I have recently returned from a two week holiday in Ireland and while the trip was primarily scenic rather than literary, we did visit a couple of places with literary associations and, in particular, two places I have always wanted to visit.
The first was the Aran Islands. The Aran Islands consist of three islands. We visited only the largest Inís Mor (Inishmore). While the key feature on the island is the ancient fortress of Dun Aonghasa (see photo at left), with the site having been occupied since 1500 BC. However, from the literary point of view and what first got me interested in the islands is J M Synge. Synge stayed there for several summers, mainly on Inis Meáin, the second largest island but he also spent time on Inís Mor.
While there he wrote a a book on the islands. He also improved his knowledge of the Irish language. (The locals still speak Irish to one another.) His play Riders to the Sea was set there and his stay on the islands undoubtedly influenced his other plays.
Synge was not born on the Aran Islands but Liam O’Flaherty was. Four of his books are on my website.
The Aran Islands were also the setting for one of the great classic films: Robert Flaherty’s Man of Aran. Flaherty was born of an Irish father though he himself was born in Michigan. I will mention two other less worthy films, shot on the islands: Leap Year, based on Powell and Pressburger’s brilliant I Know Where I’m Going!, and Matchmaker.
I have long been a fan of US film director John Ford, particularly his Westerns. His mother was born on the Aran Islands. We also visited Cong where his film The Quiet Man was made. This was, in my view, a not very good romantic comedy(John Wayne as the romantic lead!) but Cong loves it as you can see from the photo of the statue of Wayne carrying Maureen O’Hara. Much of the town is devoted to honouring this film, which always seem to be showing. My view is stick to his Westerns.
W B Yeats has long been my favourite poet. As well as a noted poet, Yeats was one of the founders of the Irish Literary Theatre, which led to the Abbey Theatre. One of his co-founders was Lady Augusta Gregory. She and her family lived at Coole Park, near Galway.
The family welcomed many distinguished visitors, including Yeats, George Bernard Shaw, Sean O’Casey, Augustus John, Violet Martin, the Ross of Somerville and Ross and many others. Sir William Gregory, Lady Gregory’s husband, was thirty-five years her senior, and died after they had been married twelve years. They had one son, Robert, who was killed in action during World War I, leaving behind a wife and three children. He was immortalised by Yeats, particularly in his poem An Irish Airman Foresees His Death.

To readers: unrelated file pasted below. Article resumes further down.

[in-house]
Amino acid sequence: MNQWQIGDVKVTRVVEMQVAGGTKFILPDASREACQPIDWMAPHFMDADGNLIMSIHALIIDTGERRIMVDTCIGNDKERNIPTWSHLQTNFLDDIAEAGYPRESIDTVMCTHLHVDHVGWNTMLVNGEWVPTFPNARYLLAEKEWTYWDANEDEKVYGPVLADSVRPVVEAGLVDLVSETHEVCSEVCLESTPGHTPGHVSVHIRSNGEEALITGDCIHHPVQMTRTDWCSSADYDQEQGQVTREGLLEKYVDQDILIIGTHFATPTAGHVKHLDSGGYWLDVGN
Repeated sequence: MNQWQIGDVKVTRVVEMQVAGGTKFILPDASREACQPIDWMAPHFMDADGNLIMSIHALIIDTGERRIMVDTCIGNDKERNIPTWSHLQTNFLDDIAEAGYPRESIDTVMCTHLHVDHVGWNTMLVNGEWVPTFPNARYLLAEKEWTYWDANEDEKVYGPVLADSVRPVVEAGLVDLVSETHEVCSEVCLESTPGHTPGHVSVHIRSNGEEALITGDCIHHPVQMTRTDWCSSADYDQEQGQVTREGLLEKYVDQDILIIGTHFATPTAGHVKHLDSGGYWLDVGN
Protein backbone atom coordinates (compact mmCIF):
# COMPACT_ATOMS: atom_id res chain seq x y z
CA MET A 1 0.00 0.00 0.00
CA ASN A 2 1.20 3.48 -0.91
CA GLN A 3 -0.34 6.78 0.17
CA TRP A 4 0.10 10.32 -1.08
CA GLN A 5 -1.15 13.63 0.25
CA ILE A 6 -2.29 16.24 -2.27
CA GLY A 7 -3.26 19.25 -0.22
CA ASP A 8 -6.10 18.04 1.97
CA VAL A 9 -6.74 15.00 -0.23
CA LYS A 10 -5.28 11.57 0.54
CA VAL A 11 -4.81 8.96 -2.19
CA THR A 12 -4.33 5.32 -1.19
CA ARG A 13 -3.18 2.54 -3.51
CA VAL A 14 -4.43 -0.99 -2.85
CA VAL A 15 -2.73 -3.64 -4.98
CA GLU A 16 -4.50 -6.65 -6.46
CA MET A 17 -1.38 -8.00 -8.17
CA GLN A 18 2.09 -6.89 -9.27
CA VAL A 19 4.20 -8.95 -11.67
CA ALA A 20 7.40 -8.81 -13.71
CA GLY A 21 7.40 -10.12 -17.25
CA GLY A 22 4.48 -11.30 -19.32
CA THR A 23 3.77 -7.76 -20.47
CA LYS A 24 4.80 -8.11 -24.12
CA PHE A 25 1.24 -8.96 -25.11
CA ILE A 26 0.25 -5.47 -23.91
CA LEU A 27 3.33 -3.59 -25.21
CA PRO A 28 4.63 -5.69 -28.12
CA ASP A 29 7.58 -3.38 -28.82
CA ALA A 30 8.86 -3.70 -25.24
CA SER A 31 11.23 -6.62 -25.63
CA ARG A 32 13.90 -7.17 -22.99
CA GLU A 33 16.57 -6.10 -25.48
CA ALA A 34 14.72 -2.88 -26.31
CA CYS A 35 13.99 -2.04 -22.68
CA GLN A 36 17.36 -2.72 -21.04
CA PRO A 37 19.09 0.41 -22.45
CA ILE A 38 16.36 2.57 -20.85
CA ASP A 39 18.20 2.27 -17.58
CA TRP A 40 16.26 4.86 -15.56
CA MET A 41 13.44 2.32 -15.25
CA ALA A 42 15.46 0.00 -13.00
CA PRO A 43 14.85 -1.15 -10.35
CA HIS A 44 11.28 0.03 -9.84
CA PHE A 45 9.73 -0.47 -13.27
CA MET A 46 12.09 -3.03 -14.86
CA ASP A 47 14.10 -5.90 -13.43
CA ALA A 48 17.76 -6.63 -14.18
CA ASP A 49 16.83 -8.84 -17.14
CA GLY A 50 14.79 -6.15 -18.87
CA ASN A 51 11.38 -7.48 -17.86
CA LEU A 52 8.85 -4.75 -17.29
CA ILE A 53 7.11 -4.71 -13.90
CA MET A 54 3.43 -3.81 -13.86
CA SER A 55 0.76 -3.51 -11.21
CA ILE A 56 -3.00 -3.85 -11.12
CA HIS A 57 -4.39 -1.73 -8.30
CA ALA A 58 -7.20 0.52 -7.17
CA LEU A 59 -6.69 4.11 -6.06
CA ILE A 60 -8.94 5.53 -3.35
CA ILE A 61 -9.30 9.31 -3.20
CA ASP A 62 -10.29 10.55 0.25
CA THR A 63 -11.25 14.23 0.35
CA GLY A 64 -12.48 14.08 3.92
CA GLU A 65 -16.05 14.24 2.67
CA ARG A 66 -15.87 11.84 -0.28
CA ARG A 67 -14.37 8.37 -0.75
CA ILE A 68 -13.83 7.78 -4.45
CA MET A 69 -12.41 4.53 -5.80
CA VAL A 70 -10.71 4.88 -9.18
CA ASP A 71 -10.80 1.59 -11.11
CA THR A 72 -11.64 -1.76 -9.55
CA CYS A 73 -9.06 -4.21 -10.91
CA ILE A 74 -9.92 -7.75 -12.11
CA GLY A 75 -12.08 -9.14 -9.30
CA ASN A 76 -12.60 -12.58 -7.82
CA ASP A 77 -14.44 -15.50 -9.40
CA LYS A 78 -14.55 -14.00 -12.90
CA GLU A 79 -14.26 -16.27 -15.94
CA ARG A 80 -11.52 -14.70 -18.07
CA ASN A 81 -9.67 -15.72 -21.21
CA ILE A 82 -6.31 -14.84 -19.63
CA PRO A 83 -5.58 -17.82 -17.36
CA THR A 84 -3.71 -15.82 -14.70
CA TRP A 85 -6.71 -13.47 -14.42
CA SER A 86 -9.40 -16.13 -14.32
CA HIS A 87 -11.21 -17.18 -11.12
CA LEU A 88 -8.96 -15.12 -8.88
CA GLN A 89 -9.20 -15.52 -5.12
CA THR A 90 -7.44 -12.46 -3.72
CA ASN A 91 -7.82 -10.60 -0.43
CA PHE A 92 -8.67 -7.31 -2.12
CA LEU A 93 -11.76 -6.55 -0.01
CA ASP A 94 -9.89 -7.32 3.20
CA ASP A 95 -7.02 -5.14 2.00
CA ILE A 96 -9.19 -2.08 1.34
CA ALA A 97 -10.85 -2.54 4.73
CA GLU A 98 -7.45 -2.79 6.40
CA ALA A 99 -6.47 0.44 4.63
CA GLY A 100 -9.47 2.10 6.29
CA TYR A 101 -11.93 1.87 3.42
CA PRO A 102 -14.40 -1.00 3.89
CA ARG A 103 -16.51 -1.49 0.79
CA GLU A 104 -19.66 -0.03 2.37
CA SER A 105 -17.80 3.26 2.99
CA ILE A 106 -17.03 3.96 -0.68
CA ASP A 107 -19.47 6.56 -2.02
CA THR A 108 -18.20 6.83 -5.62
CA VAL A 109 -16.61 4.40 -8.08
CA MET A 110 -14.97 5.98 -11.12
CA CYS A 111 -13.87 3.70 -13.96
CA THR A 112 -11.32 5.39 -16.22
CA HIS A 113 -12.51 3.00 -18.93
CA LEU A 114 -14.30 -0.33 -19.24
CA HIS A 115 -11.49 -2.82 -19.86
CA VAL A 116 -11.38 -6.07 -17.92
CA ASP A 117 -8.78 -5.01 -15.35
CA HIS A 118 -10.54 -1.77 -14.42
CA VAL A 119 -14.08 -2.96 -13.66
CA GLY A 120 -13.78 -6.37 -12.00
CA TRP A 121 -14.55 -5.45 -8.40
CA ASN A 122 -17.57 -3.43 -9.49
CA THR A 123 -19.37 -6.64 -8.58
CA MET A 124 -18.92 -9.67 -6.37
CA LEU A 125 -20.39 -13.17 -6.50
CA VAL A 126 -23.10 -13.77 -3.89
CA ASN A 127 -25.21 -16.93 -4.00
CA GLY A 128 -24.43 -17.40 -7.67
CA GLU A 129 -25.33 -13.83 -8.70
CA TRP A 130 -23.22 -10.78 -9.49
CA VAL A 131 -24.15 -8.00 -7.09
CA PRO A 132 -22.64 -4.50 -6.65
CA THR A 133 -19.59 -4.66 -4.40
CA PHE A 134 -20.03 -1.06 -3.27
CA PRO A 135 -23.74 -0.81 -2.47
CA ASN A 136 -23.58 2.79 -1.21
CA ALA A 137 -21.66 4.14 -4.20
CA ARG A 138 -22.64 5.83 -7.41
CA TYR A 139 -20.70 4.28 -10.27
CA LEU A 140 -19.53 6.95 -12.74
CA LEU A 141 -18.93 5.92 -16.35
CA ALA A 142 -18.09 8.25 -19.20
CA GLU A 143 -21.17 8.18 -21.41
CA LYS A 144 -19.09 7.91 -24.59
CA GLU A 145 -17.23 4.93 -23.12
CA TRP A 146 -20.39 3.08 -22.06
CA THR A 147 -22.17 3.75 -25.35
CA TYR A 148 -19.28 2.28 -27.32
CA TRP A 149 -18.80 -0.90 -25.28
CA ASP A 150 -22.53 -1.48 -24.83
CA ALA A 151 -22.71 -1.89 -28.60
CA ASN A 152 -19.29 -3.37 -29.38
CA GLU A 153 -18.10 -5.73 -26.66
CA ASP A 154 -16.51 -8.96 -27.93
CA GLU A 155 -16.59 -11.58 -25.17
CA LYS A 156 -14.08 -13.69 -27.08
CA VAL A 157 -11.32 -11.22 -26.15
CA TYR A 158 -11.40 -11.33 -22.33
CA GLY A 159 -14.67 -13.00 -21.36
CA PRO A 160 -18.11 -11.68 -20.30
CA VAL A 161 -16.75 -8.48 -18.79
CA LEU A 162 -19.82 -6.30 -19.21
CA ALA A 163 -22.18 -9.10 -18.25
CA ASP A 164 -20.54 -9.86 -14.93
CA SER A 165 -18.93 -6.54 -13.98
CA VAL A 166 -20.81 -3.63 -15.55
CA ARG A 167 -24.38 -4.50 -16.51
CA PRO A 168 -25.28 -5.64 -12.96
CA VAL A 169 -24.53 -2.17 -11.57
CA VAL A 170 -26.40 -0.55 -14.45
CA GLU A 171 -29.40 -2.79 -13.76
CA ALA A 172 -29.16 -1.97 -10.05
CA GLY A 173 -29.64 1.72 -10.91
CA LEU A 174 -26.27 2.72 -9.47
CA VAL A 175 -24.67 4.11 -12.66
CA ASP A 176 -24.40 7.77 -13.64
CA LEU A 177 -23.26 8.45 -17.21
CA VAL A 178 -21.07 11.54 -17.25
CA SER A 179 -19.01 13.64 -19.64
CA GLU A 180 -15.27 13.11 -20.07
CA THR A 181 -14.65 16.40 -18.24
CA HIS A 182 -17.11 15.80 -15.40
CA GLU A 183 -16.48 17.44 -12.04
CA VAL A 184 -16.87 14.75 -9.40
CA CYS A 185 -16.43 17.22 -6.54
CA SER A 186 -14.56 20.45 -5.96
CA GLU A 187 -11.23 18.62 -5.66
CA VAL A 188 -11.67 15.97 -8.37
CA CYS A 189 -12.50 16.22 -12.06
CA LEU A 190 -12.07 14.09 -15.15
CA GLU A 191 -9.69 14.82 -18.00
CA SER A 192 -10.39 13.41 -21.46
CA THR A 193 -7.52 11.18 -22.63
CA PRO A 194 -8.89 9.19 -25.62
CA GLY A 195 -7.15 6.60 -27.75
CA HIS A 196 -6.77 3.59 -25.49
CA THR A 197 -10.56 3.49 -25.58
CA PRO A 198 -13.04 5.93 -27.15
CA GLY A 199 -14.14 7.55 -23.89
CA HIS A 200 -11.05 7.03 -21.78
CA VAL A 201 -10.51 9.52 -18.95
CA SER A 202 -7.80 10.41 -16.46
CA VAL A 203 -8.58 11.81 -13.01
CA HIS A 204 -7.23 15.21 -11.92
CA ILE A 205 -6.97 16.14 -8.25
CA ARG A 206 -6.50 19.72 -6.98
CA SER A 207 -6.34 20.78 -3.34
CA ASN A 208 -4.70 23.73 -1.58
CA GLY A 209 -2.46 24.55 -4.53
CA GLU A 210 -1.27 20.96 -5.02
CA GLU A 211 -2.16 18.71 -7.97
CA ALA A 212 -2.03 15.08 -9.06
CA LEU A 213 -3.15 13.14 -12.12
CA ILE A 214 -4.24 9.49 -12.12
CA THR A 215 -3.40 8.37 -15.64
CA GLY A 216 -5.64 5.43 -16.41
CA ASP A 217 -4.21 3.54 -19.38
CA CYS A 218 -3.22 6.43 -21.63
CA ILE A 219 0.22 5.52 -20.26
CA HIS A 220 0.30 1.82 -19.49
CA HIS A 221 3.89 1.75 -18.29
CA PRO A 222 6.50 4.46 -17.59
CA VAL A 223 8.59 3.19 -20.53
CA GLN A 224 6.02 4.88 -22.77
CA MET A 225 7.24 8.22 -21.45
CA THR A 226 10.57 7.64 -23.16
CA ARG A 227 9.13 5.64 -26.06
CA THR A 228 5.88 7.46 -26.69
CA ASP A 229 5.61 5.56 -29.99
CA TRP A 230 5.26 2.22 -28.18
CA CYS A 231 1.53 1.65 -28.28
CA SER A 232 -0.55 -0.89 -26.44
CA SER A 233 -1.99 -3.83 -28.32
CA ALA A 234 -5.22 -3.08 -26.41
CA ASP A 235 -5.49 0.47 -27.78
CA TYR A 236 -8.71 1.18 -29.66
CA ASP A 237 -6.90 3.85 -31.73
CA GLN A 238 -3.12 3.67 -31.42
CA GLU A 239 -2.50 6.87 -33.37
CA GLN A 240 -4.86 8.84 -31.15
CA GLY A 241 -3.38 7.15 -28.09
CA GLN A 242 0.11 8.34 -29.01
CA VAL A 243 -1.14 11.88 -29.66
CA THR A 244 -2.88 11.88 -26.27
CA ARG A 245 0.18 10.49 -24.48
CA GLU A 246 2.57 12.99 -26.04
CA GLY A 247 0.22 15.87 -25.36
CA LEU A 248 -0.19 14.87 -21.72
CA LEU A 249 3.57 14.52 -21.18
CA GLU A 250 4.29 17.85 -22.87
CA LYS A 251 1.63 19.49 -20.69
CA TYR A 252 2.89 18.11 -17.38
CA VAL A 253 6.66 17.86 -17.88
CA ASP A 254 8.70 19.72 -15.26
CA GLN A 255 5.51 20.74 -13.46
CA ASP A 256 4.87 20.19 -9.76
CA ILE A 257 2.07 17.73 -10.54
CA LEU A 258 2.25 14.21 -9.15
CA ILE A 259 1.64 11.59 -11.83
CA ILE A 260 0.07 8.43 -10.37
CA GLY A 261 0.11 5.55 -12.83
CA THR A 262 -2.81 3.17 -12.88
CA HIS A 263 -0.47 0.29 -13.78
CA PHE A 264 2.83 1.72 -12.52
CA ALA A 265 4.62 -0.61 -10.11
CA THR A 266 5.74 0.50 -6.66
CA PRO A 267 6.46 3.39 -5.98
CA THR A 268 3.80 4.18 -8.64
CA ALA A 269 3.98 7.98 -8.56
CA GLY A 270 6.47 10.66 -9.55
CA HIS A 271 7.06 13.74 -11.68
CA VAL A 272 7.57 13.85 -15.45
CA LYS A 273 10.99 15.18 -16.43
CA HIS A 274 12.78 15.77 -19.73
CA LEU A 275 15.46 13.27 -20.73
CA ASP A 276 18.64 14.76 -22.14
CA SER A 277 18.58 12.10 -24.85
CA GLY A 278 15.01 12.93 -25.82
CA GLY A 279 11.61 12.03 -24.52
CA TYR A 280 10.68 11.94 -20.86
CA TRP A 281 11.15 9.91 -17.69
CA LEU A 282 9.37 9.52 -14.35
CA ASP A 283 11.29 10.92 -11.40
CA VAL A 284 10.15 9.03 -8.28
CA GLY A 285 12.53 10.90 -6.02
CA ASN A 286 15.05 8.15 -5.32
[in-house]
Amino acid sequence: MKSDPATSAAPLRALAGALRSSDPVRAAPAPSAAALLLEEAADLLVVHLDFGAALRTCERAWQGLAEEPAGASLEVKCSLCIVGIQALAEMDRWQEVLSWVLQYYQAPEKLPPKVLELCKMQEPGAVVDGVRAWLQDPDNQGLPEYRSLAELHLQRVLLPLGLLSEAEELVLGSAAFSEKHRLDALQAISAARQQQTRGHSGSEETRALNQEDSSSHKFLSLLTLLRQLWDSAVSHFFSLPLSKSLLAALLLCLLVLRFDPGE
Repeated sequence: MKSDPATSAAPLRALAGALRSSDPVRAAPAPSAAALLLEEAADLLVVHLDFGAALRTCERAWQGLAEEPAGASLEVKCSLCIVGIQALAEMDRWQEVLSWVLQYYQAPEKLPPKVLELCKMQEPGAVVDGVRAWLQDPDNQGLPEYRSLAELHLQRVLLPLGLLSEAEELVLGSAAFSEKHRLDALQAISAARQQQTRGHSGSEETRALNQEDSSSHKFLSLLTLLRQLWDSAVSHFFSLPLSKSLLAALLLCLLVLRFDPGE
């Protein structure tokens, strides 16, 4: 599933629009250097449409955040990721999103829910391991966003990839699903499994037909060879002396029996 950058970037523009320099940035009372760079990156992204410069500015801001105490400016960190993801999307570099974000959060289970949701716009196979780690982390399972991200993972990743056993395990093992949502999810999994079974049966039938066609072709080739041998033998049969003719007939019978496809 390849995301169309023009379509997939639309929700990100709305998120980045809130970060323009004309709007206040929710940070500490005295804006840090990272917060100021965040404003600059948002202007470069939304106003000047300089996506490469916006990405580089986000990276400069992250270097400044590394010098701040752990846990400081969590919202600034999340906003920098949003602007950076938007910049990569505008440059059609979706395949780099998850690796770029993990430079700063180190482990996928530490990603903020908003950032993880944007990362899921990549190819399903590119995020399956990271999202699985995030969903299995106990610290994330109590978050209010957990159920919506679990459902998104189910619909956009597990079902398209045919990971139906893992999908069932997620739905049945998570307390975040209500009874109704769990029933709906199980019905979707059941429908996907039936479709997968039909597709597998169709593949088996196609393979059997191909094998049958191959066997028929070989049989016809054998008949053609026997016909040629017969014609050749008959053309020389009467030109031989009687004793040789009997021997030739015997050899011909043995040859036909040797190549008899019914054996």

Lady Gregory left Coole Park in 1927 but remained there till her death in 1932. Yeats forecast its demise in his poem Coole Park 1929. The house was abandoned, left to fall into ruin and demolished in 1941-42. It has since become a nature reserve and the Irish government has now built an excellent visitor centre about the house, its inhabitants, its history and visitors. There are rumours that they plan to do a lot more to develop the site.
The painting to the left is one of the items in the exhibition and it was painted by Yeats, W. B., not his brother or father both of whom were famous artists. You can also see the famous autograph tree, where many of the famous visitors, including those mentioned above, carved their initials. Though they are numbered, the bark has grown so that you can barely see any of the letters.
A couple of miles away, there is a Gregory Museum, which is, in fact, a schoolhouse, built in colonial style, for the local schoolchildren, funded by the Gregory family. When a new school was built, the building was kept on as a museum. It is run entirely by volunteers and a thanks to Tony and Yvonne for showing us around.
A couple of miles further on is the tower (right, above) that Yeats bought (called Thoor Ballylee) and where he lived in the summers. It inspired his poem The Tower. It was built by the de Burgos, a Norman family, probably in the fourteen century and is entirely surrounded by water, which means that it frequently floods. It also fell into rack and ruin but was restored and is now also run by volunteers. If the weather is nice, which it was for us, you get splendid views but I imagine it could be very cold (and wet) in winter.